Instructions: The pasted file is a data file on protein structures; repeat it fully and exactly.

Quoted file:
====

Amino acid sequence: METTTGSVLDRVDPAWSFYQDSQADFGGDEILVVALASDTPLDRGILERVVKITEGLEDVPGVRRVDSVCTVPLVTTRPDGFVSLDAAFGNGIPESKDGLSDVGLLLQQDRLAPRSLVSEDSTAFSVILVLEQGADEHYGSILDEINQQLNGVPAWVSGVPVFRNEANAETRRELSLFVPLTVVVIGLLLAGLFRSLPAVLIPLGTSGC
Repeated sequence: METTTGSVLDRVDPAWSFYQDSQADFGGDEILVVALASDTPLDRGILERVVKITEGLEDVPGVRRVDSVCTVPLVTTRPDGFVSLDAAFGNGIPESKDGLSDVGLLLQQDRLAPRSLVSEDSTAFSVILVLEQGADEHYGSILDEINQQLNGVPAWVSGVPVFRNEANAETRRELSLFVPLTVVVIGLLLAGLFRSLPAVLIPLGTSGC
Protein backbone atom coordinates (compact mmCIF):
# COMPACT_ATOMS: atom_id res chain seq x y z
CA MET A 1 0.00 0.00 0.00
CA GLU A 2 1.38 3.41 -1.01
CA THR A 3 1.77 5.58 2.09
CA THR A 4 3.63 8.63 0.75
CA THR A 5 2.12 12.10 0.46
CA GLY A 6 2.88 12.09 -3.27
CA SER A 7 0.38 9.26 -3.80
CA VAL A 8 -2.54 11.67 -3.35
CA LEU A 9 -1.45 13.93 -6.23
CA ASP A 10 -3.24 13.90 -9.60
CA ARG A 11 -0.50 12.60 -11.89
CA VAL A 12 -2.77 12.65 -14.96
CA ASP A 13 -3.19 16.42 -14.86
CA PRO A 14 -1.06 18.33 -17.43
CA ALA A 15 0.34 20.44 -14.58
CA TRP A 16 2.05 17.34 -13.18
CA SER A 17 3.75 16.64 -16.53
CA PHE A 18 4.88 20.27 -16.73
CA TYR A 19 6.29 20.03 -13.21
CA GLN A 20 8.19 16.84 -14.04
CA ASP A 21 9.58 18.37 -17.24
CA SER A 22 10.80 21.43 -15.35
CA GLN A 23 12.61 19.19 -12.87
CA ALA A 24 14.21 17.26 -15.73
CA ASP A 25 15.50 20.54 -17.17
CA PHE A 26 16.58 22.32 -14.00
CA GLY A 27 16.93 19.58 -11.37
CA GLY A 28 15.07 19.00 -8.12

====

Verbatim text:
Amino acid sequence: METTTGSVLDRVDPAWSFYQDSQADFGGDEILVVALASDTPLDRGILERVVKITEGLEDVPGVRRVDSVCTVPLVTTRPDGFVSLDAAFGNGIPESKDGLSDVGLLLQQDRLAPRSLVSEDSTAFSVILVLEQGADEHYGSILDEINQQLNGVPAWVSGVPVFRNEANAETRRELSLFVPLTVVVIGLLLAGLFRSLPAVLIPLGTSGC
Repeated sequence: METTTGSVLDRVDPAWSFYQDSQADFGGDEILVVALASDTPLDRGILERVVKITEGLEDVPGVRRVDSVCTVPLVTTRPDGFVSLDAAFGNGIPESKDGLSDVGLLLQQDRLAPRSLVSEDSTAFSVILVLEQGADEHYGSILDEINQQLNGVPAWVSGVPVFRNEANAETRRELSLFVPLTVVVIGLLLAGLFRSLPAVLIPLGTSGC
Protein backbone atom coordinates (compact mmCIF):
# COMPACT_ATOMS: atom_id res chain seq x y z
CA MET A 1 0.00 0.00 0.00
CA GLU A 2 1.38 3.41 -1.01
CA THR A 3 1.77 5.58 2.09
CA THR A 4 3.63 8.63 0.75
CA THR A 5 2.12 12.10 0.46
CA GLY A 6 2.88 12.09 -3.27
CA SER A 7 0.38 9.26 -3.80
CA VAL A 8 -2.54 11.67 -3.35
CA LEU A 9 -1.45 13.93 -6.23
CA ASP A 10 -3.24 13.90 -9.60
CA ARG A 11 -0.50 12.60 -11.89
CA VAL A 12 -2.77 12.65 -14.96
CA ASP A 13 -3.19 16.42 -14.86
CA PRO A 14 -1.06 18.33 -17.43
CA ALA A 15 0.34 20.44 -14.58
CA TRP A 16 2.05 17.34 -13.18
CA SER A 17 3.75 16.64 -16.53
CA PHE A 18 4.88 20.27 -16.73
CA TYR A 19 6.29 20.03 -13.21
CA GLN A 20 8.19 16.84 -14.04
CA ASP A 21 9.58 18.37 -17.24
CA SER A 22 10.80 21.43 -15.35
CA GLN A 23 12.61 19.19 -12.87
CA ALA A 24 14.21 17.26 -15.73
CA ASP A 25 15.50 20.54 -17.17
CA PHE A 26 16.58 22.32 -14.00
CA GLY A 27 16.93 19.58 -11.37
CA GLY A 28 15.07 19.00 -8.12